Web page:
During our pre-marriage counselling our pastor asked us each to tell him what our perfect Saturday would look like. Mine looked like this: Waking late, lazily leafing through the pages of the weekend paper, walking to the beach where I’d work on the samurai Sudoku and swim, then meeting up with my husband-to-be for dinner, after which I’d wander home, flop on the couch and watch Gilmore Girls with my flatmate before finally collapsing in bed feeling sun-kissed and content and in love (*sigh*). My husband-to-be said, “Watching the cricket”.
Our pastor married us despite the fact that our ideal days involved very little time spent together.
That has nothing to do with the topic of this post, however; it was the introduction to an introduction that I've now scrapped. :o)
I’ve been thinking a lot about labels recently, trying to work out which to tag myself with. Labels are important; it sounds wrong to say that they let us know how to categorise people (no one likes to be boxed), but I think it's true. Sometimes lidless boxes are helpful. We’re asked to label ourselves fairly regularly, whether it’s filling out a blogger profile or introducing ourselves to someone new, and the way we label ourselves can reveal a lot about who we are. It feels good to have an interesting answer to the big “So, what do you do?” question. I used to enjoy being able to say, “I’m a linguist!”; now I’m not quite sure how to respond.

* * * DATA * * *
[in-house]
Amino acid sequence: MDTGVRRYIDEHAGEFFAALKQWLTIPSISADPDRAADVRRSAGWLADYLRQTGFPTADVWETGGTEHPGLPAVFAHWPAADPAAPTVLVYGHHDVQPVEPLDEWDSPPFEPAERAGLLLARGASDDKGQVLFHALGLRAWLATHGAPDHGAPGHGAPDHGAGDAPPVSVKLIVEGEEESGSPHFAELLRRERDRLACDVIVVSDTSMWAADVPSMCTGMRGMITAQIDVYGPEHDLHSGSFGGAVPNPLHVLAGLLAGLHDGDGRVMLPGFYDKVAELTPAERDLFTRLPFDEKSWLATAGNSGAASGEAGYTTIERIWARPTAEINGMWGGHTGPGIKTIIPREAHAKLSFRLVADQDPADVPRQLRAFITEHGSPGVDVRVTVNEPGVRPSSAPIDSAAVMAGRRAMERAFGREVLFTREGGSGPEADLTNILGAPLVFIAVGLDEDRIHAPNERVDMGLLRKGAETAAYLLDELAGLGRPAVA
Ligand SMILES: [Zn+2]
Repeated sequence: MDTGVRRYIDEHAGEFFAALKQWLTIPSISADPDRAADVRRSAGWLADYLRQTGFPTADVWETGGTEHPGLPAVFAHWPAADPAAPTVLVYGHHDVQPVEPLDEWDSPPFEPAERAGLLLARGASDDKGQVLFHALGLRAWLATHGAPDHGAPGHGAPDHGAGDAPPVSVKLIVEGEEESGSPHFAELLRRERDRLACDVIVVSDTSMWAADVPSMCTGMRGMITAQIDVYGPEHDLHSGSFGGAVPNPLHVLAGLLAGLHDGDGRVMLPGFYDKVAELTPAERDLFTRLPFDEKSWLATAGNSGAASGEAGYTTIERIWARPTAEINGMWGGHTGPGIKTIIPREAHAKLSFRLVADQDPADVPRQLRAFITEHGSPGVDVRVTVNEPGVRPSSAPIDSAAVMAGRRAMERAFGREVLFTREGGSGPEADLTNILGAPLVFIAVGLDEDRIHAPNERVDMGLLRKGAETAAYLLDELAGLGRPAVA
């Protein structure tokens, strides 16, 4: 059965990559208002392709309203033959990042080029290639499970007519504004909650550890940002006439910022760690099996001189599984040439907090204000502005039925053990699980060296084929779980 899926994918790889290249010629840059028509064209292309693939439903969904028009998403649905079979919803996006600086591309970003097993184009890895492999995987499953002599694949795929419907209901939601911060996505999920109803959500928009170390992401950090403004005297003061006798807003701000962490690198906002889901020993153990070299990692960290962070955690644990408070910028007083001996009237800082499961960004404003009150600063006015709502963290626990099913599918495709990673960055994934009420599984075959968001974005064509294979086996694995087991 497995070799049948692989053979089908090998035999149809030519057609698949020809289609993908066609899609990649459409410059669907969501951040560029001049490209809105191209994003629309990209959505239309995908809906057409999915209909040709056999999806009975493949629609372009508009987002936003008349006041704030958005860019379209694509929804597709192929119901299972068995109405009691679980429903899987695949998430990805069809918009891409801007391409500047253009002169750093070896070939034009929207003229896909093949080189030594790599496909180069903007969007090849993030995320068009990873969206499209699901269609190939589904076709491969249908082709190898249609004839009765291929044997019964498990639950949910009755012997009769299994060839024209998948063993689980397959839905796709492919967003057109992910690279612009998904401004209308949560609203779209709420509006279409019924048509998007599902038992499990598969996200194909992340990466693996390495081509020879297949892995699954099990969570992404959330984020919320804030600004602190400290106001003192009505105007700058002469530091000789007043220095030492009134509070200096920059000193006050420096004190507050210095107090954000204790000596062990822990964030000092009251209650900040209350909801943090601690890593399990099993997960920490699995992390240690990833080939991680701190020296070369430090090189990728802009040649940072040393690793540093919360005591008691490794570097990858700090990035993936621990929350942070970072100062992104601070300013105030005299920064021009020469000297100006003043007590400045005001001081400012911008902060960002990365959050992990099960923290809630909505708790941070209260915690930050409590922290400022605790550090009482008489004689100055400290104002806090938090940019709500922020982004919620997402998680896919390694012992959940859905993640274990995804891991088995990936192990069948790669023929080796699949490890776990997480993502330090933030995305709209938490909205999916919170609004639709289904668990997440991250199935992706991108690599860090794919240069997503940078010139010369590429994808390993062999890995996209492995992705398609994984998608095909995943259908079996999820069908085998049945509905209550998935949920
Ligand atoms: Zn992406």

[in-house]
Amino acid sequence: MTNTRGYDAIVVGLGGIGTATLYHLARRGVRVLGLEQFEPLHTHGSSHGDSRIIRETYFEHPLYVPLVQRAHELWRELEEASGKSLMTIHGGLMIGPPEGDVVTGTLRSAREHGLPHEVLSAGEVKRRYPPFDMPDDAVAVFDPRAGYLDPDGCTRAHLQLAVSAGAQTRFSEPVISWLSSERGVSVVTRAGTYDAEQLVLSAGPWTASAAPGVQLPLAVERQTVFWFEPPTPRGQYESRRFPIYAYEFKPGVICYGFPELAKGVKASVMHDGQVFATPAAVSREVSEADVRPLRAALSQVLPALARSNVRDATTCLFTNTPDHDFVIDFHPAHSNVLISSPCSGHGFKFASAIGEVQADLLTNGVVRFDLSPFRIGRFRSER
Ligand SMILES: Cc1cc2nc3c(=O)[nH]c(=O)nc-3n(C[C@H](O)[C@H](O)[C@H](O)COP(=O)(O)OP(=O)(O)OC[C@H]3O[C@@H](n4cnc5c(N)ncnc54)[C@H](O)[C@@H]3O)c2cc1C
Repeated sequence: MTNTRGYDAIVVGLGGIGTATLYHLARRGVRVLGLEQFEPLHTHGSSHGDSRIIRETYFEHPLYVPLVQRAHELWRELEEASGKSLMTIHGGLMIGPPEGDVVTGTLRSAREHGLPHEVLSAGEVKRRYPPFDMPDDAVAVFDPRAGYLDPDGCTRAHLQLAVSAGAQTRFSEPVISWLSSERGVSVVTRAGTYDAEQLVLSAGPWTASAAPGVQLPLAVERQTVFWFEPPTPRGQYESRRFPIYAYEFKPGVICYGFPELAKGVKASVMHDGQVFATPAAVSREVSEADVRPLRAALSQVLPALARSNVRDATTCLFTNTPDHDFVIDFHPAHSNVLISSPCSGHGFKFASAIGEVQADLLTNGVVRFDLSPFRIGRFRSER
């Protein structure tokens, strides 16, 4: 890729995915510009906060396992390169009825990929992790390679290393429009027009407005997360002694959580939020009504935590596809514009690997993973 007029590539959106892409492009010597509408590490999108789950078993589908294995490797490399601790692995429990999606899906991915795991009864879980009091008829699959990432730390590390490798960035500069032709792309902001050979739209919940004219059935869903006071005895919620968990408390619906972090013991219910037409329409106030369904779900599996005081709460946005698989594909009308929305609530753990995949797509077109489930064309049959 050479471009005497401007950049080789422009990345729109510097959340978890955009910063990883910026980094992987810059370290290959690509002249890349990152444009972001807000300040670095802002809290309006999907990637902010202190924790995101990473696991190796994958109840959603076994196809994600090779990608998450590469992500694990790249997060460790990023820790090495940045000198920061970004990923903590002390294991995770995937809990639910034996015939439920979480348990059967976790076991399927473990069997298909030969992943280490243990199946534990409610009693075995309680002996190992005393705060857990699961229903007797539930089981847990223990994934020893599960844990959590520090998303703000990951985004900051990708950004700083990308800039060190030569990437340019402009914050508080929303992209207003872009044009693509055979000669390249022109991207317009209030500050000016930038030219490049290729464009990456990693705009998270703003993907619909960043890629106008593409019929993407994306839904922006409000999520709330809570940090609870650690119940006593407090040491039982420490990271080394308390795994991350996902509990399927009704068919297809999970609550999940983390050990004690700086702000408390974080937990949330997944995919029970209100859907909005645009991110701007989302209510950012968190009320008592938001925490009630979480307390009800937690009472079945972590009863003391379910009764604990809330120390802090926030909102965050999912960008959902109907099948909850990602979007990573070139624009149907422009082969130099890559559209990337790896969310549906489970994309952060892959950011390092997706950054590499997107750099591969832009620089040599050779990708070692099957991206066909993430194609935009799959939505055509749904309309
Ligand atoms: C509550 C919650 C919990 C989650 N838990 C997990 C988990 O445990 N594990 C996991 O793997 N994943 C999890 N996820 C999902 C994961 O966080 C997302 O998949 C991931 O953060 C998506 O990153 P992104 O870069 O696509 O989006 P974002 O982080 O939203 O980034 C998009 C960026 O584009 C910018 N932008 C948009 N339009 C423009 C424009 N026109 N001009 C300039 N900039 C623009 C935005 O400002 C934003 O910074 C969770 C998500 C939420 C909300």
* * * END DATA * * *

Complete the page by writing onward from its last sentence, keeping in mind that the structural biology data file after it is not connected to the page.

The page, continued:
From the birth of my son I’ve been calling myself a full-time mum, but now that more women in my mother’s group are heading back to work I’m having to rethink that label. Those women are still mothers even when they’re at work; the ‘full-time mum’ answer seems as unsatisfying as saying, “I’m a full-time daughter!” – Yes, me too... But what do you do?
Well, today I fed my son and I kissed him when he fell and I put him to bed when he yawned and I continued to teach him what ‘no’ means and I prayed with him as we drove to mother’s group and I protected him from a rough kid at the playground. What’s the best label to capture that? ‘Stay-at-home mother’ seems too passive; an alternative for those who can't be bothered going and doing. There’s ‘domestic goddess’, which I like, but is it a tad blasphemous? And what does ‘housewife’ even mean?
Even if I find the perfect label for me being at home each day with my son, it’ll still be a description of me being at home each day with my son. Why do I feel like I need extra labels like ‘linguist’ or ‘student’ to pad this one, to make what I do with my time seem slightly more valid? It’s hard to measure my progress when the goal is raising a healthy and emotionally resilient boy who really loves Jesus and has a decent sense of humour; there are no daily to-do lists for this project, no deadlines to work to. I’ve found myself thinking back on some days and wondering if I’ve achieved anything at all, particularly when I haven’t even managed to get out of my pyjamas.
At this point I don't feel like I have any answers, although while looking at this passage in Bible study the other night I found comfort (yet again) from Romans 8:28: And we know that in all things – nappy changes, peekaboo and nighttime feeds included – God works for the good of those who love him, who have been called according to his purpose.
P.S. I feel like this article may help as I think more deeply and prayerfully through all of this.